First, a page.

• Motion control running shoes are less comfortable to some runners. This is because they have less cushioning. Motion control shoes have firmer midsoles than most neutral running shoes. This might make running less comfortable for people who are familiar with the cushioning of other types of running shoes.
  • Motion control running shoes are expensive.
  • The extent of their benefit is open to debate. Some runners swear by them, while others say the effect is small. Over-pronating puts stress on the joints and can cause injury, and motion control shoes are meant to help avoid this. Sometimes they help, sometimes they don’t.
  • The full support that motion control shoes claim to provide can hinder muscles from strengthening as well. Limiting your foot from its natural movement might have more negative effects than positive.
  • Motion control running shoes are heavy. Like really heavy. You might feel like you are plodding rather than running.

Are Motion Control Running Shoes Best for You?

Although some studies have been performed to compare motion control running shoes with other styles, the results are still inconclusive. Nevertheless, heavier runners and those with severe over-pronation are believed to perform better in motion control shoes than in others.

But then again, when it comes to choosing a pair of shoes, you have to be your own judge. After all, you know your feet and your running style better than anyone. That being said, it also wouldn’t hurt to gather tips from the experts.

Tips For Buying Motion Control Running Shoes

Here are some tips to consider when buying a pair of motion control running shoes:

  • Try on the running shoes before you buy them.

Don’t buy your running shoes online; always do so in person, at a specialty running store. One shoe type can fit one person but not another, so try on different types, brands, and models. Wear the socks you use for running, and try to walk or run in the shoes for a bit inside the store. Many running stores have treadmills for this purpose.

Try on shoes towards the end of the day, when you have done most of your walking and your feet are slightly swollen. This can help you find a shoe that fits you best. And don’t immediately go for a long run after getting your new shoes. Test them first on short runs.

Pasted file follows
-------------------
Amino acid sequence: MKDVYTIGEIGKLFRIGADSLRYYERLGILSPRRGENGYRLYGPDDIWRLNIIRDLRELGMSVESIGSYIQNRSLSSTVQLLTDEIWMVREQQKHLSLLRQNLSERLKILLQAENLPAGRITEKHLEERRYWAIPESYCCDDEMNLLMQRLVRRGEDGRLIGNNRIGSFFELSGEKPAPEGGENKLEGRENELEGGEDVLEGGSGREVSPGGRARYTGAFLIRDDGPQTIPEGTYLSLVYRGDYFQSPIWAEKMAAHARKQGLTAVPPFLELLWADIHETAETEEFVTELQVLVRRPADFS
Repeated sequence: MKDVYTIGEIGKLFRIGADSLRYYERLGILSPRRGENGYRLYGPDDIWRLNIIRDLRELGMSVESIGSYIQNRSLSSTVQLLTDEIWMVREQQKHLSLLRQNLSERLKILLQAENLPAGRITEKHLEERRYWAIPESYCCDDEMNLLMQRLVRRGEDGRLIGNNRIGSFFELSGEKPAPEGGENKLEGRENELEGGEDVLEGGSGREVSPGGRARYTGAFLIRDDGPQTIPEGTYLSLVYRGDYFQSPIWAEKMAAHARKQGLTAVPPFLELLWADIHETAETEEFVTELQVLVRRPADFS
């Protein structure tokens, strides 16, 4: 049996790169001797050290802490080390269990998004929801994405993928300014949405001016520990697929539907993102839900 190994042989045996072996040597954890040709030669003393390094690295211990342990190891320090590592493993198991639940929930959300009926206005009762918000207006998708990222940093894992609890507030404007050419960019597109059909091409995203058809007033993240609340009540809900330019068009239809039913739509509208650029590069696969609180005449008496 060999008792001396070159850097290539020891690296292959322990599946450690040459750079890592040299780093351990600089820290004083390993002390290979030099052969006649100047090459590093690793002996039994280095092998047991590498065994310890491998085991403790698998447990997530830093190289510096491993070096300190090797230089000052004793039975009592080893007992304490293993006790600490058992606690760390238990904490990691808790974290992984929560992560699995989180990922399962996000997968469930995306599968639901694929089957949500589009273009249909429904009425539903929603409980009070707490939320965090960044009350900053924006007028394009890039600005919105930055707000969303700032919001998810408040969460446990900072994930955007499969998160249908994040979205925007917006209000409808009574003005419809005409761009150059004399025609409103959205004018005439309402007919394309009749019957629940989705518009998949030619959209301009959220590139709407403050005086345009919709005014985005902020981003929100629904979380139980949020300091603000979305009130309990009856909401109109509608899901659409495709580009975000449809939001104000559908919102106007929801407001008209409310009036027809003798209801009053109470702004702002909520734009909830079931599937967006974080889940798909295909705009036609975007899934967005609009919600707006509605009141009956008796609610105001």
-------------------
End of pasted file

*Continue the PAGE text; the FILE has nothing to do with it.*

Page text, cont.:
• Be aware of your foot shape and running stance.

Pay attention to your foot shape and the movement of your foot. Some studies and experiments say that motion control shoes are better for runners with flat feet, but this is not always true.

  • Always consider if you are comfortable in the running shoes.

Comfort is always an important factor in choosing your shoe. So, if your shoes cause you discomfort or pain in the long run, it might be that a different shoe type fits you better.


Now that you know what motion control running shoes are, you will have a better idea which type of running shoes to buy for your next training block. Remember, shoes are not a fix for injuries and certain conditions, so for your own sake, it is better to consult a podiatrist if you experience problems with your feet. A podiatrist can check the natural movements and arch of your feet, and help you choose the right type of shoe.

Ben Drew

Ben Drew

Ben is an avid road and trail runner, and has completed multiple marathons and ultras. A former running store owner, he now shares his knowledge and experience writing these articles.

The Wired Runner